HomeWorld NewsWorld Cup: Canada's pay tops $10 million

World Cup: Canada’s pay tops $10 million


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Doha, Qatar –

Canada will leave the World Cup with $10.5 million from FIFA for its participation in the men’s soccer exhibition.

The 41st-ranked Canadians, who opened the tournament with a 1-0 loss to No. 2 Belgium, were knocked out of advancing to the knockout round after a 4-1 loss to Croatia on Sunday. Canada will go home after facing No. 22 Morocco on Thursday to complete Pool F.

Total prize money in the 32-country tournament in Qatar is US$440 million and teams that failed to advance from the group stage such as Canada, who finished 17-32, were each awarded US$9 million.

In addition, the 32 participants received $1.5 million before the tournament to cover preparation costs.

To put those earnings in context, Canada Soccer’s annual operating budget is C$30 million.

How much of the Canadian prize money goes to the players is part of ongoing labor talks for a first-ever collective bargaining agreement between the men’s players’ association and Canada Soccer. Both sides have said pay equity with the women’s team, which is negotiating a new deal, will be the cornerstone of the deal.

Canada’s participation in the World Cup, its first trip to the final since 1986, has already boosted the profile of the sport and likely sponsorships at home with millions of eyes on Canadian men.

The eventual winner in Qatar will collect US$42 million in prize money and the runner-up will win US$30 million.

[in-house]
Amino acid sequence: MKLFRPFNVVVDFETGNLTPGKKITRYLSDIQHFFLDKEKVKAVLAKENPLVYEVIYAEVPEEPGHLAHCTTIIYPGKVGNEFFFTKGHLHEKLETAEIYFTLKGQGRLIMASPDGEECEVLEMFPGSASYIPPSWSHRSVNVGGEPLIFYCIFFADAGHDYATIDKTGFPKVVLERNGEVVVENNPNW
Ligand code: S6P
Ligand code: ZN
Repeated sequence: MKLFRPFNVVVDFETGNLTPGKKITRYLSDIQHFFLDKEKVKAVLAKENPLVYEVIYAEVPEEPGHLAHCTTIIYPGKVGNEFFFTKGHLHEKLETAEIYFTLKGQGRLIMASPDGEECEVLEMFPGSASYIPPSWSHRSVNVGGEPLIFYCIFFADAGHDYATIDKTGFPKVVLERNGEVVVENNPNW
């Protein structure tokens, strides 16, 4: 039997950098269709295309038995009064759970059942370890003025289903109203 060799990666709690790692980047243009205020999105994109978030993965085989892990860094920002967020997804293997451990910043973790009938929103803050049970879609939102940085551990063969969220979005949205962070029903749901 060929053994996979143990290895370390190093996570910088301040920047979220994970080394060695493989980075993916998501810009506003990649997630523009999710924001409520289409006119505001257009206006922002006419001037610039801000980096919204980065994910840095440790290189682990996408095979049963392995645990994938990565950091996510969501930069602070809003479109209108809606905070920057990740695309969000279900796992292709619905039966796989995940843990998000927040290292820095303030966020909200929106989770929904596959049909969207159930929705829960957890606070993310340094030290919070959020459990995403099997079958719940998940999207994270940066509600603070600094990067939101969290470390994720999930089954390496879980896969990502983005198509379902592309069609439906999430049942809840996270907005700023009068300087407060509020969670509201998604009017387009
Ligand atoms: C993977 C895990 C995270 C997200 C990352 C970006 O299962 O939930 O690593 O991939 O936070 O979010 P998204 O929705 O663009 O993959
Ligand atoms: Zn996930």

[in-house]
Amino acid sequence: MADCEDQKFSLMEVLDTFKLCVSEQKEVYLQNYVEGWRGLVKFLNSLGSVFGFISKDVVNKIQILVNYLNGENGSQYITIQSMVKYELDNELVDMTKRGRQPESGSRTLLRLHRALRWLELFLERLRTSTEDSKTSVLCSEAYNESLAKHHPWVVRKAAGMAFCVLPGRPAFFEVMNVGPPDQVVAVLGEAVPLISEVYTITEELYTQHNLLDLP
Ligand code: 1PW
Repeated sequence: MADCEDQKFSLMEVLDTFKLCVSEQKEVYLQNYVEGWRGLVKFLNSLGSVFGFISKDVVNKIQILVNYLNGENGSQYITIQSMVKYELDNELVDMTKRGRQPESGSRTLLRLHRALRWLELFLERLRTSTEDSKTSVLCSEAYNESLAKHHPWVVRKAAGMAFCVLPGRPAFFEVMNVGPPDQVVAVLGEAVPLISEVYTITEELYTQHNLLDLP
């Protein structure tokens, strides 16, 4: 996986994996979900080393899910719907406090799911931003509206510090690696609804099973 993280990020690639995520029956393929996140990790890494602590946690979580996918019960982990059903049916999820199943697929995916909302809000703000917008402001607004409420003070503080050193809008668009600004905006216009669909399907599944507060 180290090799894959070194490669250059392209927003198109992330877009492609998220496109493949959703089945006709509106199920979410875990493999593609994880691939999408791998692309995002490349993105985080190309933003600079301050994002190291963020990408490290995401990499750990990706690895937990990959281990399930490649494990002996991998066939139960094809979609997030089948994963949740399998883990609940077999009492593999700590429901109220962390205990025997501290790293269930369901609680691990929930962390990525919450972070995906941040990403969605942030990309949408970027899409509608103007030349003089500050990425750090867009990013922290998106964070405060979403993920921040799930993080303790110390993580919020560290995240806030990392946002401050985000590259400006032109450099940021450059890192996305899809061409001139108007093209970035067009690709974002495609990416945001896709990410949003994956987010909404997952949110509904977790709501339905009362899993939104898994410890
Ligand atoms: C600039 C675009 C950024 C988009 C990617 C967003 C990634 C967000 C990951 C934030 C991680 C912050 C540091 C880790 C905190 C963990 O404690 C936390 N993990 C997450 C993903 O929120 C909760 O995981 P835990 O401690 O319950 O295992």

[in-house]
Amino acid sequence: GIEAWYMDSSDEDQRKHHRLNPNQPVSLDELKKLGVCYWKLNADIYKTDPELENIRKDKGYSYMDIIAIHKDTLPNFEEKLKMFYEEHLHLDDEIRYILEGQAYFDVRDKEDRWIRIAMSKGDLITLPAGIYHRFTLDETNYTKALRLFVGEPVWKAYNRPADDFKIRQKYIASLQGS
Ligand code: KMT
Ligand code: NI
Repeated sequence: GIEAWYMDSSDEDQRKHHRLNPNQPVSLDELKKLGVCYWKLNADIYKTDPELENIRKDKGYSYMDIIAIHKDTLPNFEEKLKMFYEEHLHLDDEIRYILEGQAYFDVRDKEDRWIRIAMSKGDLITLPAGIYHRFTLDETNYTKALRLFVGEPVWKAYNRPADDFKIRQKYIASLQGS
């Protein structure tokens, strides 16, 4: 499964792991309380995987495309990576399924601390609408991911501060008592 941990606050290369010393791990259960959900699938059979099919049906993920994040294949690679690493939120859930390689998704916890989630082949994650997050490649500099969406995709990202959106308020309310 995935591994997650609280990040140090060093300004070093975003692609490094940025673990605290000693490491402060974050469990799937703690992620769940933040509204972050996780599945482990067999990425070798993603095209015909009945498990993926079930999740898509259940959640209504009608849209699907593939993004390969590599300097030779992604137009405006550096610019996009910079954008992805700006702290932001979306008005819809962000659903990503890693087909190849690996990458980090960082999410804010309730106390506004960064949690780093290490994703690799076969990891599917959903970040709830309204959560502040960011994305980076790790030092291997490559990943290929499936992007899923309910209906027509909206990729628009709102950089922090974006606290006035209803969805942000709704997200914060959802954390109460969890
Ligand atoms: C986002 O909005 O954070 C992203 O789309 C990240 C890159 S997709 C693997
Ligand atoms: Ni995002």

That then narrows down to US$27 million for the third-place team, US$25 million for fourth-place, US$17 million each for the fifth through eighth-place teams, and US$13 million to finish ninth through eighth. 16.

The total purse for the 2018 tournament in Russia was $400 million, up from $358 million in 2014 in Brazil.

Jamie Lowery, a member of the 1986 World Cup team, said he earned C$1,000 for each of Canada’s three matches in the tournament in Mexico.

The American women won $4 million of the $30 million purse at the 24-team Women’s World Cup in France in 2019.

FIFA president Gianni Infantino has proposed doubling prize money for the 2023 women’s tournament in Australia and New Zealand, which will feature an expanded field of 32 teams.

In November, Infantino told the FIFA Executive Summit in Doha that FIFA’s revenue at the end of the year would be $7.5 billion, more than $1 billion more than budgeted, and final spending is expected per year are 6,500 million dollars.

Infantino said the profit would be invested “in football immediately.”

This report by The Canadian Press was first published on November 27, 2022


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